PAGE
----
When it comes to editing the lines recorded and received from voice artists I used to tackle them with a combination of Audacity, Garageband (native Mac software), and Hindenburg Journalist to get the sound I wanted.  Audacity is free and extremely powerful.  I still turn to it for minor edits, and the savvy user can produce an entire show using just Audacity.  It might take some time and a bit of skill but I would hard pressed to think of something you couldn’t do with Audacity.  Garageband comes with its own set of tools that allow for manipulating and editing sound.  The same goes for Hindenburg Journalist.  The pro version comes with a handy little voice tool that allows you to perform a profile of one voice and apply that profile to another.  It’s especially helpful if you’re a podcaster and have achieved a sound you really like and want to make sure that you remain consistent over time.  Hindenburg’s voice profiler allows you to do that.  I have to admit, in my early days of podcasting (back when I produced a show called Philosophy Walk) I downloaded an episode of The Unexplained by the British broadcaster Howard Hughes (incredible show and talent if you’re into the paranormal) and used the voice profiler tool to apply his vocal EQ to mine.  While my delivery left a lot to be desired in those early days I did manage to achieve a pretty good sound.

That was then.  Now I rely on one tool to edit vocals.  RX6 Advanced from iZotope. The advanced version has a pretty steep price tag but iZotope often offers discounted specials throughout the year and it also sells a standard version of the software at less than 1/2 the price.  I’ll be honest, the standard version contains most of the tools you will need to edit audio, but the advanced will do everything.  Some of the features that set the advanced version apart are things like ‘ambience’ and ‘EQ’ matching (somewhat similar to the voice profiler I mentioned earlier).  Both version have ‘de-reverb’ and ‘de-plosive’ tools.  The de-plosive tool is worth calling out here.  I don’t care how good you are at a mic, or what your setup is, you will inevitably encounter the dreaded ‘plosive’ at one time or another.  It’s when a rush of air hits the mic, like when voicing a word with a ‘p’ in it (otherwise known as ‘popping p’s’).  Using Audacity you can reduce the effect to a bearable level with a few minutes work.  The problem comes when you have a set of lines littered with popped ‘p’s’.  That when RX6 lives up to its price tag.  With one click they disappear.  All of them.  You can focus on one at a time (preferable) or run it over an entire track.  Once you’ve gotten use to looking at waveforms in RX6 you will immediately see where potential problems exist without even having to listen for them.  With RX6 in your toolkit you can remove unwanted background noise, lips smacks, and run EQ fixes over files to get to the sound you’re looking for.  I use it constantly to match EQ when receiving lines from remote artists who are in the same scene but recorded separately.  Performances recorded separately, and under different conditions, will always sound different and iZotope helps to ease that pain.  Not to say that it’s magic.  It won’t fix an unfixable performance that may have been recorded over a laptops internal mic (avoid this at all costs!) but it’s still a game-changer.  Just as the folks who produce HBO’s Game of Thrones will tell you – they use RX6 Advanced too 🙂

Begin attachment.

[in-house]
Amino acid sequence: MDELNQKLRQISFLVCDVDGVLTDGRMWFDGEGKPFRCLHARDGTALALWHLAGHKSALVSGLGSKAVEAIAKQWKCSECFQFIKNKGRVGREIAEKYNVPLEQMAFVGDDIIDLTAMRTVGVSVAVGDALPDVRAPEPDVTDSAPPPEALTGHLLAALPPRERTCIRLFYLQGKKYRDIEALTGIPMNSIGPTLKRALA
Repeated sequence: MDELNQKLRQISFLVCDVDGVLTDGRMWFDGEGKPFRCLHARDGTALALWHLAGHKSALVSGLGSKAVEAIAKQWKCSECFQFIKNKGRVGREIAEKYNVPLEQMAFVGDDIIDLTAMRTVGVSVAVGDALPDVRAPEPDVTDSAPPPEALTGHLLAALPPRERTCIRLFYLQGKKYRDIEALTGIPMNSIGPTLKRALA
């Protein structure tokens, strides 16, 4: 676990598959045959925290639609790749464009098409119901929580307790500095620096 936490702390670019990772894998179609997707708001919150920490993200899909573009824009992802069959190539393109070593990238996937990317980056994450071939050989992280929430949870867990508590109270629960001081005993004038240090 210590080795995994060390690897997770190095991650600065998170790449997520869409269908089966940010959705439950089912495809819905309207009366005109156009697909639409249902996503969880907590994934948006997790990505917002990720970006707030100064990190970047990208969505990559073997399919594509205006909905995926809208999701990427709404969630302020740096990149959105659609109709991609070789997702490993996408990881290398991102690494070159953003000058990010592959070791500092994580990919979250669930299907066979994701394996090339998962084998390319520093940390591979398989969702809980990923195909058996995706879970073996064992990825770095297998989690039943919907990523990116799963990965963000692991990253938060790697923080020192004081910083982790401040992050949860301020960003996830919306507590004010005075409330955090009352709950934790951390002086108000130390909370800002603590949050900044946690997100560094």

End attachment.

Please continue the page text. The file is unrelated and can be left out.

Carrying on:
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Image: Madyson from The Behemoth by Nils Nihils

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